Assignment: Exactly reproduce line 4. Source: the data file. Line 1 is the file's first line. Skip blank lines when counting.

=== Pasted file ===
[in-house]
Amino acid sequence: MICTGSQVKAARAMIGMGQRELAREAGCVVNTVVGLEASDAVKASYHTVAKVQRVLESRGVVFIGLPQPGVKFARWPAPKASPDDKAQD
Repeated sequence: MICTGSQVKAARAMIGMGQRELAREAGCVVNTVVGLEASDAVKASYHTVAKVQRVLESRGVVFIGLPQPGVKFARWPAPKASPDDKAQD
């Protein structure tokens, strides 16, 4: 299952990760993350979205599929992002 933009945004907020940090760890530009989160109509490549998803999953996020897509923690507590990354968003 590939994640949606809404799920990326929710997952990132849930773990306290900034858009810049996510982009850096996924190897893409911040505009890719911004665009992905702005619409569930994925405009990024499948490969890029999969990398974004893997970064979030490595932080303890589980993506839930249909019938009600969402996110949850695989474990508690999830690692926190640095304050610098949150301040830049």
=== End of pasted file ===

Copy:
């Protein structure tokens, strides 16, 4: 299952990760993350979205599929992002 933009945004907020940090760890530009989160109509490549998803999953996020897509923690507590990354968003 590939994640949606809404799920990326929710997952990132849930773990306290900034858009810049996510982009850096996924190897893409911040505009890719911004665009992905702005619409569930994925405009990024499948490969890029999969990398974004893997970064979030490595932080303890589980993506839930249909019938009600969402996110949850695989474990508690999830690692926190640095304050610098949150301040830049």